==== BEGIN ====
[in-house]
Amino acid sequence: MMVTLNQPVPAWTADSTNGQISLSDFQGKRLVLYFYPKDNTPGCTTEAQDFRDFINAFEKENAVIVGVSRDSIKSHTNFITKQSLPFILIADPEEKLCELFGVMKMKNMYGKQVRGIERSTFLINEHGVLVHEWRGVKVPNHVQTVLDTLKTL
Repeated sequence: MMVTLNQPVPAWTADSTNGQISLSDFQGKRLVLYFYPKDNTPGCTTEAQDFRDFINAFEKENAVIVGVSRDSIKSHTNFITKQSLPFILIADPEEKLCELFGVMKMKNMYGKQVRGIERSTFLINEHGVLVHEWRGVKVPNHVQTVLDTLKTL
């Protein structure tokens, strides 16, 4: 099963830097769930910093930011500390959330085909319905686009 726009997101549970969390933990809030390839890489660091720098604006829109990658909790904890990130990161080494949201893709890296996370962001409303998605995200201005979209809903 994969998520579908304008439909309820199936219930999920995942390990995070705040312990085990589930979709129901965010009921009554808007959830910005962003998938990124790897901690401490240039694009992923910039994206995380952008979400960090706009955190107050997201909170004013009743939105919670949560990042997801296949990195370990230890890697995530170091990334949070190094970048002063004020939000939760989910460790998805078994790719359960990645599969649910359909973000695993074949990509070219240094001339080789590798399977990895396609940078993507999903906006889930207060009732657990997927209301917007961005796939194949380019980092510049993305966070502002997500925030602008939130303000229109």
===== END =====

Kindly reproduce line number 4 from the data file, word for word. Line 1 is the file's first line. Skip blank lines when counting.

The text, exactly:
């Protein structure tokens, strides 16, 4: 099963830097769930910093930011500390959330085909319905686009 726009997101549970969390933990809030390839890489660091720098604006829109990658909790904890990130990161080494949201893709890296996370962001409303998605995200201005979209809903 994969998520579908304008439909309820199936219930999920995942390990995070705040312990085990589930979709129901965010009921009554808007959830910005962003998938990124790897901690401490240039694009992923910039994206995380952008979400960090706009955190107050997201909170004013009743939105919670949560990042997801296949990195370990230890890697995530170091990334949070190094970048002063004020939000939760989910460790998805078994790719359960990645599969649910359909973000695993074949990509070219240094001339080789590798399977990895396609940078993507999903906006889930207060009732657990997927209301917007961005796939194949380019980092510049993305966070502002997500925030602008939130303000229109």